Social Behavior

Mainly solitary

  • Interact at feeding sites and for breeding

Dominance hierarchies

  • Based on sex and size, which determines position at feeding sites

Agonistic behavior

  • Fighting between males often results in severe lacerations and even death

Territorial Behavior


  • Minimal to none
    • Foraging and scavenging areas very large and not easily defensible

Other Behaviors


  • Excavate burrows; dig out bird (megapode) eggs; search for rodents, lizards and snakes
  • Dig with front feet
    • One leg digs for several strokes, then the other
    • Hind legs not used to push out dirt
      • Backs up slowly, throwing the dirt with fore limbs

Body temperature regulation

  • Ectothermic
    • Raise body temperature by sunbasking and absorbing energy from warm surfaces
    • Lower body temperature by seeking shade or burrowing
  • "Gular fluttering" or "hyoid panting" is used only in cases of extreme overheating
    • Mouth held open and gular region of throat is inflated with air; air expelled in fluttering fashion
  • Dig dens to protect themselves from overheating
    • May also occupy thickets or burrows at night to regulate their body temperature
  • Body temperatures of individuals drop to as low as 20ºC (68ºF) at night and can reach above 40ºC (100ºF) during the day
  • Drinking by immersing snout to the eyes, suck up water, then raise head and allow water to run down throat (similar to snakes)
    • Most manage without free water from April through December


  • For behavioral inventory, see Auffenberg (1981), p. 124-127

Interspecies Interactions

Resource competition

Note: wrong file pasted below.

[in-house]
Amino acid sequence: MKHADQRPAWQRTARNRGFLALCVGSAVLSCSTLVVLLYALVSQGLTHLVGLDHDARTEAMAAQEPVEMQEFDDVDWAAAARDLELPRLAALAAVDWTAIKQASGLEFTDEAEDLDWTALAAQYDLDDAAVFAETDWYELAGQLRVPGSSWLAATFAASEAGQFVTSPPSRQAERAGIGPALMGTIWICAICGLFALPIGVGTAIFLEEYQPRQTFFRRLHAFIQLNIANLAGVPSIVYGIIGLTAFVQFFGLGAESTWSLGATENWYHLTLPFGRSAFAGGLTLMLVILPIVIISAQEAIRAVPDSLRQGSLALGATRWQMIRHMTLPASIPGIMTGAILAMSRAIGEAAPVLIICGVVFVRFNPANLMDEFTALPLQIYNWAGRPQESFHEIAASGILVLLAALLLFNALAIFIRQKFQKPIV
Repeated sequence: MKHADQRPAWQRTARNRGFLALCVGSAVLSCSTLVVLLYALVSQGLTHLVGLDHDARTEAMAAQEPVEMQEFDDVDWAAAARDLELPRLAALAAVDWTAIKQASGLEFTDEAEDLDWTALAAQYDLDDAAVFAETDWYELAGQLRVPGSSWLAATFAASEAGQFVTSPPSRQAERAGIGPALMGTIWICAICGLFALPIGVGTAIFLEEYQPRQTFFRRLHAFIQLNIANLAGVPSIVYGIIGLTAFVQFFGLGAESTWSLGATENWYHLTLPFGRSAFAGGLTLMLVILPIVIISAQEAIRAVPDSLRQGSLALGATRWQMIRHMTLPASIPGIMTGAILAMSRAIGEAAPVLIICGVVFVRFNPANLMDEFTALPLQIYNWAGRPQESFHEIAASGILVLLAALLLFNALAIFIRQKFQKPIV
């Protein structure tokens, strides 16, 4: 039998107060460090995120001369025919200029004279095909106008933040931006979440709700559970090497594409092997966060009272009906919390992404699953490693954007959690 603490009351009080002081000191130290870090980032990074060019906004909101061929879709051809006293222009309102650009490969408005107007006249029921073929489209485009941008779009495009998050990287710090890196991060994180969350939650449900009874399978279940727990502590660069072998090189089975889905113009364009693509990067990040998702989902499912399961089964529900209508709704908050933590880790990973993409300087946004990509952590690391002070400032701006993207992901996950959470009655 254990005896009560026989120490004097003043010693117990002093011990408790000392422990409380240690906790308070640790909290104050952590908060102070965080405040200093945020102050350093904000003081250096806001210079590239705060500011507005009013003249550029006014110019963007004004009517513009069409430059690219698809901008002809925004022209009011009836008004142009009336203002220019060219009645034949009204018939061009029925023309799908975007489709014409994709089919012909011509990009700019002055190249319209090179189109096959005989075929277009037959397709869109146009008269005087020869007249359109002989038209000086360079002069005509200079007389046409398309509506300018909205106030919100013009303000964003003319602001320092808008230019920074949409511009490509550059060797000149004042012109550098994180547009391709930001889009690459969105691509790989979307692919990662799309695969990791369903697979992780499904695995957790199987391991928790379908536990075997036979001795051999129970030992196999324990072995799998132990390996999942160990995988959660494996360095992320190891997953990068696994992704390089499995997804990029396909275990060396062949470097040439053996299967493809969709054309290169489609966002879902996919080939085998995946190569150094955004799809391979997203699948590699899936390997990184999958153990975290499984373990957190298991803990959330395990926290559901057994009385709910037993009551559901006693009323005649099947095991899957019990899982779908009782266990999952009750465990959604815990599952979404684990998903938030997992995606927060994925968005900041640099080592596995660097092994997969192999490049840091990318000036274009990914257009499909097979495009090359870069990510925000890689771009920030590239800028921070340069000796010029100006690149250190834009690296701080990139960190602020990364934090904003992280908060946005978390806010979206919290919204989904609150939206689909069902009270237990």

• Feral dogs, humans, and medium-sized Komodos compete for same major resources (deer & boar) (Auffenberg 1981)

Space use

  • Varanus salvator avoids contact with larger Komodo dragons (sympatric on only one island) (Auffenberg 1981)
  • Smaller animals use Komodo dragon burrows for shelter (Auffenberg 1981)
    • Snakes, lizards, and rats


Walking and running

  • Quadrupedal, plantigrade
  • Body, head, and tail undulate from side-to-side
  • While running, body and tail are held fairly rigid; hind feet move in wide lateral arc
    • Tail raised off the ground
  • Speeds
    • Walking: 4.8 km/hr (3 mi/hr).
    • Running: 14-18.5 km/hr (8.7-11 mi/hr)
      • Short distances only


  • Most monitors are good swimmers. Diving and swimming under water is effective escape behavior.
  • Limbs are folded against the side of the body, and the tail is used to propel the lizard while swimming (Shaw 2002)
  • Longest known swim: between the islands of Komodo and Nusa Mbarapu, a distance of at least 450 m. (a bit over 1/4 mile)

Tree climbing

  • Climb trees as hatchlings and juveniles
    • Lose ability at larger body size
  • Only very young lizards jump from branch to branch

Tongue Flick

a komodo dragon flicking tongue

Komodo dragons use their sense of smell to detect territory boundaries of other dragons and track wounded prey.

Image credit: © San Diego Zoo Wildlife Alliance. All rights reserved.

Page Citations

Auffenberg (1978, 1981)
Bennett (1998)
Burden (1927)
Harlow et al. (2010)
Jessop et al. (2018) 
Lange (1989)
Lutz & Lutz (1991)
Imansyah et al. (2008)